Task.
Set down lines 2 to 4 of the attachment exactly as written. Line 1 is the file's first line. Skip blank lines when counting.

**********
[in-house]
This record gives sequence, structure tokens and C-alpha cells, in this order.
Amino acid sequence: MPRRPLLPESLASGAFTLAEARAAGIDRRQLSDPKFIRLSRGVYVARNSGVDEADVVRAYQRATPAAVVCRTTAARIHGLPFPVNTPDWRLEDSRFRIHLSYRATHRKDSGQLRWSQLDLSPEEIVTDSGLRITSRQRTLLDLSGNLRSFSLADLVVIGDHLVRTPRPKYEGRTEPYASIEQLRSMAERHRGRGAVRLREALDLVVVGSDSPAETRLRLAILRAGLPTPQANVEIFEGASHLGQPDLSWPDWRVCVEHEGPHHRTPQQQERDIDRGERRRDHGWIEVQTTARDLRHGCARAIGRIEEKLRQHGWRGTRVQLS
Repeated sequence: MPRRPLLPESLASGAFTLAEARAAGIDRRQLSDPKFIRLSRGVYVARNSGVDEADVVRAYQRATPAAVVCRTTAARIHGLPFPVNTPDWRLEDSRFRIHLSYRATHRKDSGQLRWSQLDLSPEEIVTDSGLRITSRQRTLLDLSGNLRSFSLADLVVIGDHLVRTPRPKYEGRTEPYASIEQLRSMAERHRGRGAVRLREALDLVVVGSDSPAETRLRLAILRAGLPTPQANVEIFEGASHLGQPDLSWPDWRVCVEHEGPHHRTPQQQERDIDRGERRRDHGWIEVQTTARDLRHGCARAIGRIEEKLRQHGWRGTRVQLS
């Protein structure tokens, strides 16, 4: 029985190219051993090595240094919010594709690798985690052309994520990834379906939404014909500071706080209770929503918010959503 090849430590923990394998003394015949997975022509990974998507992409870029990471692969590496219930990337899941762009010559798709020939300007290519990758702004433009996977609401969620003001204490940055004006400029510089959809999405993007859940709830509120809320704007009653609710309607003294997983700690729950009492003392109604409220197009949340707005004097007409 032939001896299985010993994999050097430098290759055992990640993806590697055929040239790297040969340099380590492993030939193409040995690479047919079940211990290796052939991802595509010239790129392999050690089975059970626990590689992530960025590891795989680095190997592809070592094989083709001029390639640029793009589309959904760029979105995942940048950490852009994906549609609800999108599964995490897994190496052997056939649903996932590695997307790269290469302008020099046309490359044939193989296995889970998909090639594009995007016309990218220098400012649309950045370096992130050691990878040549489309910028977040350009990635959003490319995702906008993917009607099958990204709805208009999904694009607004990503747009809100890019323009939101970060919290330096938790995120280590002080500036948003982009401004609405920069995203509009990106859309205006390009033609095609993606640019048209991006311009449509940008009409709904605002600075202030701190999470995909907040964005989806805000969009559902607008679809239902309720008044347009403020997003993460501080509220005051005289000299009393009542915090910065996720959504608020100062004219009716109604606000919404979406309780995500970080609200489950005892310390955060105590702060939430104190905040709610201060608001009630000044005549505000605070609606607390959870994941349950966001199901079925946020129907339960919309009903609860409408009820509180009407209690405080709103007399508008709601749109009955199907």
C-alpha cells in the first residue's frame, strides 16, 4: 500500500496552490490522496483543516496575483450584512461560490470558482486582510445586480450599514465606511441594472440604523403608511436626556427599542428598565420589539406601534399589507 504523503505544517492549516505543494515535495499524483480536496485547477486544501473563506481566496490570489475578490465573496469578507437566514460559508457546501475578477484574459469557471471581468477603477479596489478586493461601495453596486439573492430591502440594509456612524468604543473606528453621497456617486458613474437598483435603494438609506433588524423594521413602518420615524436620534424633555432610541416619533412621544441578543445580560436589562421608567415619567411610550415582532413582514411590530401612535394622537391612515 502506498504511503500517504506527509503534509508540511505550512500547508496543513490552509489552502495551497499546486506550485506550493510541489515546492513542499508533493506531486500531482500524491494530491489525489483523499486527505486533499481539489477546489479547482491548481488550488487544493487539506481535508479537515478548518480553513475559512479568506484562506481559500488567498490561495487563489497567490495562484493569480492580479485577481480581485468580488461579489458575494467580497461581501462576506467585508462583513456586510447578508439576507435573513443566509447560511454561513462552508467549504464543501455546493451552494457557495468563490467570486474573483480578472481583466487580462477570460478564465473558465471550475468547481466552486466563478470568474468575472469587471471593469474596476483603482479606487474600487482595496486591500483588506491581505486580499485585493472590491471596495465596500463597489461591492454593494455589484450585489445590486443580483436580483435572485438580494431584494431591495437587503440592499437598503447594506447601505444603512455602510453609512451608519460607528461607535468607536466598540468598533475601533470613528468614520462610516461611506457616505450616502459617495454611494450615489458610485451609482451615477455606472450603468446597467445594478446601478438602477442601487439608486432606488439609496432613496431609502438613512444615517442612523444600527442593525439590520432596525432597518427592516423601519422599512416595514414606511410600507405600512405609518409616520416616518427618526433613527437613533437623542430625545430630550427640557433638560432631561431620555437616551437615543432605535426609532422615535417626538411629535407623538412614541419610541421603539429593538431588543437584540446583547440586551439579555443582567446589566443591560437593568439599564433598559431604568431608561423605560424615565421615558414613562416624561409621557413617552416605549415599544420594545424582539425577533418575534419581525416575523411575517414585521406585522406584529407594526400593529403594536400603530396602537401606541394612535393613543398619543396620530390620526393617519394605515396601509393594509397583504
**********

This record gives sequence, structure tokens and C-alpha cells, in this order.
Amino acid sequence: MPRRPLLPESLASGAFTLAEARAAGIDRRQLSDPKFIRLSRGVYVARNSGVDEADVVRAYQRATPAAVVCRTTAARIHGLPFPVNTPDWRLEDSRFRIHLSYRATHRKDSGQLRWSQLDLSPEEIVTDSGLRITSRQRTLLDLSGNLRSFSLADLVVIGDHLVRTPRPKYEGRTEPYASIEQLRSMAERHRGRGAVRLREALDLVVVGSDSPAETRLRLAILRAGLPTPQANVEIFEGASHLGQPDLSWPDWRVCVEHEGPHHRTPQQQERDIDRGERRRDHGWIEVQTTARDLRHGCARAIGRIEEKLRQHGWRGTRVQLS
Repeated sequence: MPRRPLLPESLASGAFTLAEARAAGIDRRQLSDPKFIRLSRGVYVARNSGVDEADVVRAYQRATPAAVVCRTTAARIHGLPFPVNTPDWRLEDSRFRIHLSYRATHRKDSGQLRWSQLDLSPEEIVTDSGLRITSRQRTLLDLSGNLRSFSLADLVVIGDHLVRTPRPKYEGRTEPYASIEQLRSMAERHRGRGAVRLREALDLVVVGSDSPAETRLRLAILRAGLPTPQANVEIFEGASHLGQPDLSWPDWRVCVEHEGPHHRTPQQQERDIDRGERRRDHGWIEVQTTARDLRHGCARAIGRIEEKLRQHGWRGTRVQLS